The atom consists of a nucleus and its surrounding electronsthat revolve around it for the atomic orbitals to form the electronic layers (energy levels). The number of negatively charged particles in external and internal levels determines the properties of the elements. The number of electronscontained in the atom, you find that knowing some key points.
How to find the number of electrons in the atom
You will need
  • paper;
  • - handle;
  • - periodic system.
Instruction
1
To determine the number of electronsuse the periodic system of D. I. Mendeleev. In this table the elements are arranged in a sequence that is closely related to their atomic structure. Knowing that the positive charge of an atom is always equal to the sequence number of the element, you can easily find the number of negative particles. It is well known - the atom as a whole neutral, and therefore the number of electrons will equal the number of protons and the number of the element in the table. For example, the sequence number of aluminium is 13. Consequently, the number of electrons it will have a 13, sodium – 11, iron – 26, etc.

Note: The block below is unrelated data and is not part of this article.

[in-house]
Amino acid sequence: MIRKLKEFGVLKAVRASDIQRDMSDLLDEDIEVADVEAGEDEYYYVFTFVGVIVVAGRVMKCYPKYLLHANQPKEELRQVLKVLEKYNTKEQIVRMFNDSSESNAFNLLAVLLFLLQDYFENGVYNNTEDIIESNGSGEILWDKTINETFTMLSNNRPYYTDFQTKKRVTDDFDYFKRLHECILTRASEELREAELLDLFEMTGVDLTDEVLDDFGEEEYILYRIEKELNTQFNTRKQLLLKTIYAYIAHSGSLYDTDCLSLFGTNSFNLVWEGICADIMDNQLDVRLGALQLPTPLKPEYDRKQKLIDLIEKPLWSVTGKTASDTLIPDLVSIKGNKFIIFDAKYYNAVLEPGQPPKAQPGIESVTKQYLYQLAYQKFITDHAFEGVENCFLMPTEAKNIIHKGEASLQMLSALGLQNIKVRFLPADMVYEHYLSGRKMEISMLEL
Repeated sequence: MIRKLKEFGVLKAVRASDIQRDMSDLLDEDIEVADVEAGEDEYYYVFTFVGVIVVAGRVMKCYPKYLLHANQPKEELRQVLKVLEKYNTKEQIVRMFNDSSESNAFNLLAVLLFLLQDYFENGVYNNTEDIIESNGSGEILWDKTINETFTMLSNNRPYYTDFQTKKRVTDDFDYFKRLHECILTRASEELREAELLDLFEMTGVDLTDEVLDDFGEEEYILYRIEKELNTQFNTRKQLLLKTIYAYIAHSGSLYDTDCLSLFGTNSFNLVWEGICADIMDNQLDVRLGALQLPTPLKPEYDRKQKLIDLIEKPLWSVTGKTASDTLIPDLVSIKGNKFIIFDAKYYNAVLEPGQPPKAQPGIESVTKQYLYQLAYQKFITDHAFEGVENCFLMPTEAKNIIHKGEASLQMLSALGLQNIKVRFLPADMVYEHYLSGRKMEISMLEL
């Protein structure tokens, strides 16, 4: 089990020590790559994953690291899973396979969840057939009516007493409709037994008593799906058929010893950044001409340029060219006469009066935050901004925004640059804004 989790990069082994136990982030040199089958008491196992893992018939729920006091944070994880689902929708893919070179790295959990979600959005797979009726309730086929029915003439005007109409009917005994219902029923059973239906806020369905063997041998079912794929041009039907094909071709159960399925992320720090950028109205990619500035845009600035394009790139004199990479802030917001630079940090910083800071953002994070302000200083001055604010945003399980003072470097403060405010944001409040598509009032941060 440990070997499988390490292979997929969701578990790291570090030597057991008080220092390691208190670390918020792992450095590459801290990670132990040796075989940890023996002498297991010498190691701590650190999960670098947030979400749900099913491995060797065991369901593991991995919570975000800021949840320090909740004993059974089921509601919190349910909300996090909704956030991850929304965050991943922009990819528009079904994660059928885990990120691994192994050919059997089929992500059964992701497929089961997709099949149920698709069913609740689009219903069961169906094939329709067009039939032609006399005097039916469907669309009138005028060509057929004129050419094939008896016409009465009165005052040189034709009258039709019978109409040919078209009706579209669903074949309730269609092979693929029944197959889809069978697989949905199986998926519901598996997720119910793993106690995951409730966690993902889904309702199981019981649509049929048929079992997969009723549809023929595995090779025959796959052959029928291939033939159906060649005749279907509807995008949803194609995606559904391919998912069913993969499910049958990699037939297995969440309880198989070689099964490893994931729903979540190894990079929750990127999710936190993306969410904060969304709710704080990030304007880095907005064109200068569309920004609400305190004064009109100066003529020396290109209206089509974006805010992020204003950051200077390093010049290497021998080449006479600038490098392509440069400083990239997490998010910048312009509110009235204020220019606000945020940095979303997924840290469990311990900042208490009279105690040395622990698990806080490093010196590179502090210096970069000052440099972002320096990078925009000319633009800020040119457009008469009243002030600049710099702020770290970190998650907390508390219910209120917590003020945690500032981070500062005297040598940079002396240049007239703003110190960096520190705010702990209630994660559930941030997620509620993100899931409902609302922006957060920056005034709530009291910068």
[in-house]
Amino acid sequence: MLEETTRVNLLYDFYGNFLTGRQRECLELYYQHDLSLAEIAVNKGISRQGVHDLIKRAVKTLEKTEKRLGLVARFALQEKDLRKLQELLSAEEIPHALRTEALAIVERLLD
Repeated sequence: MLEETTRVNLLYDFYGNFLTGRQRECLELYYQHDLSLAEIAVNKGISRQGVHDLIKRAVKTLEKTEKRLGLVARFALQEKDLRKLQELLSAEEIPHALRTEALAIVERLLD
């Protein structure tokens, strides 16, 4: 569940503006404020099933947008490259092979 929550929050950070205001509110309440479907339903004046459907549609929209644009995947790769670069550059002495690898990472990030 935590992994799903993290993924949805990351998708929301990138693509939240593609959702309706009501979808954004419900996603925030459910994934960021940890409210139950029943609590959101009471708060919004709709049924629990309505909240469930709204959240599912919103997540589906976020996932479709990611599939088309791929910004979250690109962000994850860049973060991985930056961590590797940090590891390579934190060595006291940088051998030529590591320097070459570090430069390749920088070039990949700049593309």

2
If you need to find the number of electrons in the energy levels, first follow the principle of Paul and the Hund rule. Then distribute the negative particle levels and sublevels with the same periodic system, and more precisely its periods and groups. So the number of the horizontal rows (period) indicates the number of layers of energy, and vertical (groups) on the number of electrons on the outer level.
3